No-one likes being told what to do

Site Launch Day User Count Going right Going wrong Comment
6
 35
 Got a good review for a product
Reviewer said they hadn’t actually tried the product yet
Was pathetically grateful for any review at all.

Actually plenty of people like being told what to do. S&M Submissives. Brainwashed disciples. Insecure depressives. But I am not yet classed in any of those categories.

So when I informed my boyfriend yesterday that I felt like eating a packet of crisps (pregnant woman’s prerogative) and he told me categorically that I shouldn’t get them after last pregnancy’s experience of big butt syndrome, I found myself all of a sudden 20 minutes later sitting in the depths of the Swedish forest eating the most ginormous packet of Cheese Doodles…the cheesey wafery bits ground under my nails, the E-packed cheese powder caked round my mouth and in between  my teeth and 7 cheese doodles melting on my tongue sticking to the top of the roof of my mouth. The birds twittered, the leafy sunlight dappled my skin and the bag was finished within quarter of an hour. Heaven.

And then I went home and told him 🙂

“But why?” he said. “And why now are you telling me if it was supposed to be secret?”

“Because you SHOULD know by now that the word SHOULD, SHOULD be banned.” I said. “Telling me what to do means that you don’t have enough respect to treat me as an adult to make my own decisions.”

“And eating an entire bag of cheese doodles just to prove that to me is the behavior of a grown up? I told you not to because you will be miserable when you get fat and have to exercise to get slim again. I don’t want you to go through what you went through last time, because I love you,” He said.

Hmmm.

“Having children ruins your body and I’m not complaining about the sacrifice I have to make – the pain, the back ache, the saggy tits, the sleep deprivation and the split pelvis. My butt might be big for a while, and it might make me unhappy to have to work it off in a year’s time, but it’s still my decision to make. If you just have to suffer a bigger butt than you find attractive, then that’s your sacrifice. I DESERVE those cheese doodles.”

What does this mean for a business? Well for one, that you should never tell your prospective clients what they SHOULD be thinking or they SHOULD be doing. Although you might possibly get away with telling them a tongue-in-cheek “SHOULD NOT”.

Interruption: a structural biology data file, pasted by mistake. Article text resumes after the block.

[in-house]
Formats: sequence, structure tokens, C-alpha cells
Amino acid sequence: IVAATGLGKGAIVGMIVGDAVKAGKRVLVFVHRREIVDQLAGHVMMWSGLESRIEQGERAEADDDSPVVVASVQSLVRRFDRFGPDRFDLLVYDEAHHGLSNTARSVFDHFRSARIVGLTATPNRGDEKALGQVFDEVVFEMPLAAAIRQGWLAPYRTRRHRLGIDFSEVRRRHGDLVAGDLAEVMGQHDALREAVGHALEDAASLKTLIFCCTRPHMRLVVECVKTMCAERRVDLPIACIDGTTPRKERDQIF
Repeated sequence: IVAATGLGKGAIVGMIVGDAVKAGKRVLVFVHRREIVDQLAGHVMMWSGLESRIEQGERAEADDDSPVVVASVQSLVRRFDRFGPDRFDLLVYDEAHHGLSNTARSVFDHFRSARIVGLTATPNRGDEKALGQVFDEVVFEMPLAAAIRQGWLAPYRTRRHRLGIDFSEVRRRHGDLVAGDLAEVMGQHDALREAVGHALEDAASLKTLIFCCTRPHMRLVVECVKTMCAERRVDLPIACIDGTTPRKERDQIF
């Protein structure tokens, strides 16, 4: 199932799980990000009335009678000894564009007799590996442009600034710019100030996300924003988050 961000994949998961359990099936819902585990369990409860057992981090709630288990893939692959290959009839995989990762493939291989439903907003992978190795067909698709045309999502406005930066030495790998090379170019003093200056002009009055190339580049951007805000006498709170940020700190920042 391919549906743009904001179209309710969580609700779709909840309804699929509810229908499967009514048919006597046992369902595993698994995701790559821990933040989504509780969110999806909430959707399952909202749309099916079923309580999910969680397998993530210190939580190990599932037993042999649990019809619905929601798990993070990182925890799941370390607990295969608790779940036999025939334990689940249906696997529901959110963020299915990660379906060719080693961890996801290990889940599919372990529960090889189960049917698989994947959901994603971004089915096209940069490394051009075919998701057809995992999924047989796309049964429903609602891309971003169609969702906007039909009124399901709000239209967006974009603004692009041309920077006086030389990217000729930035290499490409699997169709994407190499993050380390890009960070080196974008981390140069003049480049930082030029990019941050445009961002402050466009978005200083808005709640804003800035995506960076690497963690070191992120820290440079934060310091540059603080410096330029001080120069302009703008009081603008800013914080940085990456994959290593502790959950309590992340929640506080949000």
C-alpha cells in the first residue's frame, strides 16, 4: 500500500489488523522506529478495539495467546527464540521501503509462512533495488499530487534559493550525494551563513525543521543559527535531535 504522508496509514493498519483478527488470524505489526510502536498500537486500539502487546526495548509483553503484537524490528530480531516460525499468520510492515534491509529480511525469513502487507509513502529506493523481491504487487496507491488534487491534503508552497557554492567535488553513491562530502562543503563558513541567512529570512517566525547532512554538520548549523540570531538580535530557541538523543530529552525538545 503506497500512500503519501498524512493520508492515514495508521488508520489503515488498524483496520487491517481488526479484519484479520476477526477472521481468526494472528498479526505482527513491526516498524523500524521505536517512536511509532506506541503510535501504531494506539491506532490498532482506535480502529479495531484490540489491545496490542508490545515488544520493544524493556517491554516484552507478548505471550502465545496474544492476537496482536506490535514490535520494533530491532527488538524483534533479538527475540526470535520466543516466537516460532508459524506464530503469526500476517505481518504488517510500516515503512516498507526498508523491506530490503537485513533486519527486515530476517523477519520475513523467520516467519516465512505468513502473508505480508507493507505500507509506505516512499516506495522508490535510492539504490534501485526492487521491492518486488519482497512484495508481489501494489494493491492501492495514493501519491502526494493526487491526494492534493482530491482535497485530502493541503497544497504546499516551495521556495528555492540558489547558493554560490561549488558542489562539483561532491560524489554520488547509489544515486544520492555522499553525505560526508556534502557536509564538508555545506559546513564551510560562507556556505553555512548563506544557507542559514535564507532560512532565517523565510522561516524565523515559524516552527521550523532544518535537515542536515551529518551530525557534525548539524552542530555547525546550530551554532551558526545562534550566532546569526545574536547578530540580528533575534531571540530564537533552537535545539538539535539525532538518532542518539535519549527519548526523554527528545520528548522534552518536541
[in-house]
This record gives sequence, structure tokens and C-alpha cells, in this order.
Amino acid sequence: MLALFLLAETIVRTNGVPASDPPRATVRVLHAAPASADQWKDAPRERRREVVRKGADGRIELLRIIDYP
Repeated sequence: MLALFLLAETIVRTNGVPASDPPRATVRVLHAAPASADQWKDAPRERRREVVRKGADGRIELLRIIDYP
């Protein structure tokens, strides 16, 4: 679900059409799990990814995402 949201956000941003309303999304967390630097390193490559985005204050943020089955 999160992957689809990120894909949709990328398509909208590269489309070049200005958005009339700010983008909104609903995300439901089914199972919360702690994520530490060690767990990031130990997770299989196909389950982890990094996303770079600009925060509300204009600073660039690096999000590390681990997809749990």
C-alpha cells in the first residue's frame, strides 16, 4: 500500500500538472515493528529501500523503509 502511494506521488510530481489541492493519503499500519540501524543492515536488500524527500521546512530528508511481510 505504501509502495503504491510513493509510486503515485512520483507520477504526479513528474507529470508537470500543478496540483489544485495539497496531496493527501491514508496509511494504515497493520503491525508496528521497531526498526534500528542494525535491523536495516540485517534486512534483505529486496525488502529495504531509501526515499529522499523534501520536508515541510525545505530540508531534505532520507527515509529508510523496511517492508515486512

“You should absolutely not eat this delicious packet of cheese doodles. It will cause you immense pleasure and relatively less weight gain. ”

Or you could just let them do what they want without selling yourself at all.

“You may or may not eat this packet of cheese doodles. Here it is, if you want to buy it. Or not. Whatever.”

Or you could try and balance out a little temptation with a little product placement on the LinkedIn “Snack discussion Forum”

“Cheese doodles. Not the kind of snack you want to be addicted to…but you can have the first packet…for FREE….”

Me? I plumped for what they call the “Freemium” model combined with an open review system to allow users to give stinkingly honest feedback. The beta testers get products for free, and then get to say what they like.  Very scary.

Why did I do it this way?

A) Because no matter how much I considered it, I couldn’t see myself trying to do the hard sales (I’m not a saleswoman either). The products and services needed to be good enough to stand on their own two feet, or if they were shit, users had every right to say it.

Or

B) Because I hate being told what to do.

(BTW, that entire cheese doodle conversation was made up. Or was it. I never told him. He’s sitting there at his computer now reading my blog wondering whether I did indeed eat an entire bag of cheese doodles. I guess you’ll never know, honey, will you :))))

Comments

  1. I’m positive, she did eat actually the doodles. No doubt about it.

  2. Just like the chicken crossed the road.

  3. hmmm cheese doodles…